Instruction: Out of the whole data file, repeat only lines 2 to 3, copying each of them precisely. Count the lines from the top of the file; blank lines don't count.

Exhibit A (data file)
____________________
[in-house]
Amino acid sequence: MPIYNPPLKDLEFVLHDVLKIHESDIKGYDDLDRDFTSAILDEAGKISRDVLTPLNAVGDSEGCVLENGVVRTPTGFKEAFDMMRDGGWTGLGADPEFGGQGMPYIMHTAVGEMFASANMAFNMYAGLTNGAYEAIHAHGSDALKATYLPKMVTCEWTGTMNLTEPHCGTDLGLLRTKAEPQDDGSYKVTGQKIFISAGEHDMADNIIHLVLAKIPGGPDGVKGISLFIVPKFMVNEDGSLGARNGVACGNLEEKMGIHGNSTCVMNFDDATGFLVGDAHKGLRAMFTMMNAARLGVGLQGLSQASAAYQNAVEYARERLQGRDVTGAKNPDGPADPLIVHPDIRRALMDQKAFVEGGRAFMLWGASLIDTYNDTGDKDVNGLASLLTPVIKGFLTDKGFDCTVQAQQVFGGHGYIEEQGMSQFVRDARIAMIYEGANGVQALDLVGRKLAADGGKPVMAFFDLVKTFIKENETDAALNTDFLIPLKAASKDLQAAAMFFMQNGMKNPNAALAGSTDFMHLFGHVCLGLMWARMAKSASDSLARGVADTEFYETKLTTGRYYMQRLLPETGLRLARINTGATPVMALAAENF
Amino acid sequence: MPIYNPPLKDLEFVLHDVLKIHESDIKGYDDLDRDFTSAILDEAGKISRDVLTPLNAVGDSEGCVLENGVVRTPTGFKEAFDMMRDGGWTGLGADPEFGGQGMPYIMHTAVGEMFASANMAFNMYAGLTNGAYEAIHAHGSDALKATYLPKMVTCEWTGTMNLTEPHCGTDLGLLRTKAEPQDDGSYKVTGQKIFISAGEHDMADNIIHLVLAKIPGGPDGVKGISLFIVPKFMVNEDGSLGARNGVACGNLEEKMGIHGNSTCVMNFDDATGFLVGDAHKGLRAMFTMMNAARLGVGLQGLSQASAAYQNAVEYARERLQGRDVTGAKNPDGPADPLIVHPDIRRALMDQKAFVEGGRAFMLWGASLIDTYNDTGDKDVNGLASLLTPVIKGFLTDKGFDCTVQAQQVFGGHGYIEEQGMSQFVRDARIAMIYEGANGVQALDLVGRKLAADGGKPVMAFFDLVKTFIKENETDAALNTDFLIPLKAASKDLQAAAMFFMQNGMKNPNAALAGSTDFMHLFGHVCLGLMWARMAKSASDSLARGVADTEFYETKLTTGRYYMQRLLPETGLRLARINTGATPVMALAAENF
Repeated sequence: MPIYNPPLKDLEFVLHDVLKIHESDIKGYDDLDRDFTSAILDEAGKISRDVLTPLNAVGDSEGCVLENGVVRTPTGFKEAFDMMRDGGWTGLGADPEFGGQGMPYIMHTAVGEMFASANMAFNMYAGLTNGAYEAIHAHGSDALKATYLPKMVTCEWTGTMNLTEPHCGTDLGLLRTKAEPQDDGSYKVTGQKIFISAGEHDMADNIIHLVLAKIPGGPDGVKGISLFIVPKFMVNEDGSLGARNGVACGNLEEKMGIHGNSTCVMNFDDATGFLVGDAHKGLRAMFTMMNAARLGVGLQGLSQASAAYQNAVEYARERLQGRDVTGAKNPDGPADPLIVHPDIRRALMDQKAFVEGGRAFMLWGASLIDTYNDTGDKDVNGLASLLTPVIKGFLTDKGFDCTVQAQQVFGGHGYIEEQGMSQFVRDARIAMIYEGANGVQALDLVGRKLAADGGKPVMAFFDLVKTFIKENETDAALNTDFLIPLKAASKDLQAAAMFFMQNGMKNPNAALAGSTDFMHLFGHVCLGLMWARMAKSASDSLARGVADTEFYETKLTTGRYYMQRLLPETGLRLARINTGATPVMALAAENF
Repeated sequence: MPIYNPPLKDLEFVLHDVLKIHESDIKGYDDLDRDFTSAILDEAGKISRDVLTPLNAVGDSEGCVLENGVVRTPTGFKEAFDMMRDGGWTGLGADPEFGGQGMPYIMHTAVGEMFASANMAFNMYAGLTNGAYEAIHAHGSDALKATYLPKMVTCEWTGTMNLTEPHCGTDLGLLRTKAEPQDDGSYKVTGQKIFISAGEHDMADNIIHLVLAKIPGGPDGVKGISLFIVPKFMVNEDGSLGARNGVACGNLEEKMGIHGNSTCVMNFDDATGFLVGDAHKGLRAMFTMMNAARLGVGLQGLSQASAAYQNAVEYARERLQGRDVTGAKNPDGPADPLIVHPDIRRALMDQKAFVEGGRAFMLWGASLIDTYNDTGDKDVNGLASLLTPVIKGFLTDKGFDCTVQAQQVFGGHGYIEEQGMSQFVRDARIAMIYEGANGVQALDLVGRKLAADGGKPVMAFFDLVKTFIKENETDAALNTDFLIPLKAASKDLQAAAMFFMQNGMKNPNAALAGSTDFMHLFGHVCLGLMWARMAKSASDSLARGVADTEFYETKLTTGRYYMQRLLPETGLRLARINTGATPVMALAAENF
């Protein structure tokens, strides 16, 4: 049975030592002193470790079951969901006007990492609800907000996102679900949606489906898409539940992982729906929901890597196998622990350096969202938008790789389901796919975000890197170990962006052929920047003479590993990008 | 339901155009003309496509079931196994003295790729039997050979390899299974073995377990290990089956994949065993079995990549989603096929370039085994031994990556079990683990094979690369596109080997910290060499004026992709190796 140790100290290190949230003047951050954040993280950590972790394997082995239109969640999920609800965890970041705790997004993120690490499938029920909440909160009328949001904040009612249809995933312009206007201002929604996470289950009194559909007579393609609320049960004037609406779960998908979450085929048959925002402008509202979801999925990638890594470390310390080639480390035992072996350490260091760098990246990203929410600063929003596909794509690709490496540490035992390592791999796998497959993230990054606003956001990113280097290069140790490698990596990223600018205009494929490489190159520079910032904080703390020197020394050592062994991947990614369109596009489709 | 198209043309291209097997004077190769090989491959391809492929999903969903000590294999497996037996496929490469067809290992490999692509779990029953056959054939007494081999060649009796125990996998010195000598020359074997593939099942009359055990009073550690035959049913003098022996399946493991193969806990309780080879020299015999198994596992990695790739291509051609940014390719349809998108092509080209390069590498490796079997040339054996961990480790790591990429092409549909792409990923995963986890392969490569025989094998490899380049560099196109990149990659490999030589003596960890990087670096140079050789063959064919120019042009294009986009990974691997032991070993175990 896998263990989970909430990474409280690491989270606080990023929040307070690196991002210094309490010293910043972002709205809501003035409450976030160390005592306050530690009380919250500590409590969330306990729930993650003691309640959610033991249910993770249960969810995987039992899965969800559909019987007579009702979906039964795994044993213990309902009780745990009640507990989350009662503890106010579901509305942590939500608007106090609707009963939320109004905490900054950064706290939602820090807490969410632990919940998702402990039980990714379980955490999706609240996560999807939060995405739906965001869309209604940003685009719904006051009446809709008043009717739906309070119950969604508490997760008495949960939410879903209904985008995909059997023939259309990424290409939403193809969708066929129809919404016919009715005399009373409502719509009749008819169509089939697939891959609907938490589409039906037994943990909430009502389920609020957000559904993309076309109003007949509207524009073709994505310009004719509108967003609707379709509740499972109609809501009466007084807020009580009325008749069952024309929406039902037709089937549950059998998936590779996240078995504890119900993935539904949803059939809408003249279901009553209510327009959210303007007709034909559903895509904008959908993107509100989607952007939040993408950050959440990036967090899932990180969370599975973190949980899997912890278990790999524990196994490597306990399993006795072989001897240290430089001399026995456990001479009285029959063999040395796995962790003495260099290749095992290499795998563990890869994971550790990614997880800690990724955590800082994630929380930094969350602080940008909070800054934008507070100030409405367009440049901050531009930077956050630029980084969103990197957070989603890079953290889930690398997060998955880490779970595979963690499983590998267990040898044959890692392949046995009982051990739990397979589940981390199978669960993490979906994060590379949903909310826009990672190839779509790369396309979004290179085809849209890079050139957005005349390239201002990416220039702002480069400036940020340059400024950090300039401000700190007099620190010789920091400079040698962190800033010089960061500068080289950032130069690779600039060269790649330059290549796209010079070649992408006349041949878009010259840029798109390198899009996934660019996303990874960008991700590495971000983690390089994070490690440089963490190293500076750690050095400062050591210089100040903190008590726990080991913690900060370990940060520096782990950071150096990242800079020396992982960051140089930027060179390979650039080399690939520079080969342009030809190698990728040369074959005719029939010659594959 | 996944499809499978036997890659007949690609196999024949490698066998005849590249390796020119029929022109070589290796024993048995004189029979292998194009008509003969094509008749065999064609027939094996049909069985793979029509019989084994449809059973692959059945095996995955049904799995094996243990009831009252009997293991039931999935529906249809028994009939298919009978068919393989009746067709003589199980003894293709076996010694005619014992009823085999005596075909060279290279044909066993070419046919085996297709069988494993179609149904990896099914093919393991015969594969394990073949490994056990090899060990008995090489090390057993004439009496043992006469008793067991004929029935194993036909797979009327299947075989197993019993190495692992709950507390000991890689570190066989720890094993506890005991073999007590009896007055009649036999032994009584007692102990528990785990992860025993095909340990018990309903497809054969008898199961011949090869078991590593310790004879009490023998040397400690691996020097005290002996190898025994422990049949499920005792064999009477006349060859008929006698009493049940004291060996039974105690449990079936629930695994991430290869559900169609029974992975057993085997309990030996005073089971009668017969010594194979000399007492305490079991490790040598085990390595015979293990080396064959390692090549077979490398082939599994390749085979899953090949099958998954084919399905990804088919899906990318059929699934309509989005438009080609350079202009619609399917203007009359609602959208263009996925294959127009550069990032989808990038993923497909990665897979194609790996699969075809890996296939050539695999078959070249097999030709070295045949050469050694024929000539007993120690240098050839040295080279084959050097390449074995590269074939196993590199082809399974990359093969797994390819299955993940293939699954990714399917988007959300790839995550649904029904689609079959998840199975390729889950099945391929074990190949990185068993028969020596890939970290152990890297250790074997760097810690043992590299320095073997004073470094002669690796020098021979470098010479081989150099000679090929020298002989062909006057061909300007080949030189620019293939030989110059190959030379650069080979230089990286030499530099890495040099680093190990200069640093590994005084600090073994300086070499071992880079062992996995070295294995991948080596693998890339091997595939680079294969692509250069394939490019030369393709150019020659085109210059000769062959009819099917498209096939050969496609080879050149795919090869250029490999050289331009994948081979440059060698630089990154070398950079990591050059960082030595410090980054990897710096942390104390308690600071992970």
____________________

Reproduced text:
Amino acid sequence: MPIYNPPLKDLEFVLHDVLKIHESDIKGYDDLDRDFTSAILDEAGKISRDVLTPLNAVGDSEGCVLENGVVRTPTGFKEAFDMMRDGGWTGLGADPEFGGQGMPYIMHTAVGEMFASANMAFNMYAGLTNGAYEAIHAHGSDALKATYLPKMVTCEWTGTMNLTEPHCGTDLGLLRTKAEPQDDGSYKVTGQKIFISAGEHDMADNIIHLVLAKIPGGPDGVKGISLFIVPKFMVNEDGSLGARNGVACGNLEEKMGIHGNSTCVMNFDDATGFLVGDAHKGLRAMFTMMNAARLGVGLQGLSQASAAYQNAVEYARERLQGRDVTGAKNPDGPADPLIVHPDIRRALMDQKAFVEGGRAFMLWGASLIDTYNDTGDKDVNGLASLLTPVIKGFLTDKGFDCTVQAQQVFGGHGYIEEQGMSQFVRDARIAMIYEGANGVQALDLVGRKLAADGGKPVMAFFDLVKTFIKENETDAALNTDFLIPLKAASKDLQAAAMFFMQNGMKNPNAALAGSTDFMHLFGHVCLGLMWARMAKSASDSLARGVADTEFYETKLTTGRYYMQRLLPETGLRLARINTGATPVMALAAENF
Amino acid sequence: MPIYNPPLKDLEFVLHDVLKIHESDIKGYDDLDRDFTSAILDEAGKISRDVLTPLNAVGDSEGCVLENGVVRTPTGFKEAFDMMRDGGWTGLGADPEFGGQGMPYIMHTAVGEMFASANMAFNMYAGLTNGAYEAIHAHGSDALKATYLPKMVTCEWTGTMNLTEPHCGTDLGLLRTKAEPQDDGSYKVTGQKIFISAGEHDMADNIIHLVLAKIPGGPDGVKGISLFIVPKFMVNEDGSLGARNGVACGNLEEKMGIHGNSTCVMNFDDATGFLVGDAHKGLRAMFTMMNAARLGVGLQGLSQASAAYQNAVEYARERLQGRDVTGAKNPDGPADPLIVHPDIRRALMDQKAFVEGGRAFMLWGASLIDTYNDTGDKDVNGLASLLTPVIKGFLTDKGFDCTVQAQQVFGGHGYIEEQGMSQFVRDARIAMIYEGANGVQALDLVGRKLAADGGKPVMAFFDLVKTFIKENETDAALNTDFLIPLKAASKDLQAAAMFFMQNGMKNPNAALAGSTDFMHLFGHVCLGLMWARMAKSASDSLARGVADTEFYETKLTTGRYYMQRLLPETGLRLARINTGATPVMALAAENF